This paper develops a life-cycle model of labour supply that
captures endogenous human capital
formation allowing for individual’s heterogeneous responses to stochastic labour market shocks. The
shocks determines conditions in the labour market and sort individuals into three labour market regimes;
employment, unemployment with and unemployment without participation in labour market programmes.
The structural model entails time independent stochastic shocks that have transitory effects on monetary
returns while the effect on human capital formation may be permanent. The permanent effect may justify
the existence of active labour market programmes if these programmes imply non-depreciating human
capital and human capital depreciation is detected for the non-participant unemployed. Using several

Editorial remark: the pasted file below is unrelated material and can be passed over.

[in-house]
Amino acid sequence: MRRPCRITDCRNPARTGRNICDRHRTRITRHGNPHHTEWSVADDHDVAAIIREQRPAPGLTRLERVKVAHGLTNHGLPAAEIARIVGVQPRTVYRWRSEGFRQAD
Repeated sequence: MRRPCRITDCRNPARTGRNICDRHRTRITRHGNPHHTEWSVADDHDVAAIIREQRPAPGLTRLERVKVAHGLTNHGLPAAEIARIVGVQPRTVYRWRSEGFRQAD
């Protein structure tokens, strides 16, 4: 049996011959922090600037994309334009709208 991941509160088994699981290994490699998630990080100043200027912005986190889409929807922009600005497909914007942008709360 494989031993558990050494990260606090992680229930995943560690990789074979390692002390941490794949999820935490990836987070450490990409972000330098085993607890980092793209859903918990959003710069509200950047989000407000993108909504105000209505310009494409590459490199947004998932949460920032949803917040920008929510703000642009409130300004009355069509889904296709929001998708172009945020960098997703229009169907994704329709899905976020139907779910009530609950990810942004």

years of the Swiss Labour Force Survey (SAKE, 1991 – 2004) the empirical section compares the
dynamic formation of human capital between labour market regimes. The results are consistent with the
assumptions of the structural model and suggest human capital depreciation for unemployment without
programme participation. They further show that labour programmes may act as a buffer to reduce human
capital loss while unemployed.
|type||discussion paper (Deutsch)|
Human capital formation, life-cycle labour supply models, active labour market policies,
search activities, productivity shocks, unemployment.
|project||Education, Training and Labour Market search: Policy analysis with equilibrium models for Switzerland|
|date of appearance||9-7-2007|
|citation||Lechner, M., & Vazquez-Alvarez, R. (2007). Stochastic labour market shocks, labour market programmes, and human capital formation: a theoretical and empirical analysis.|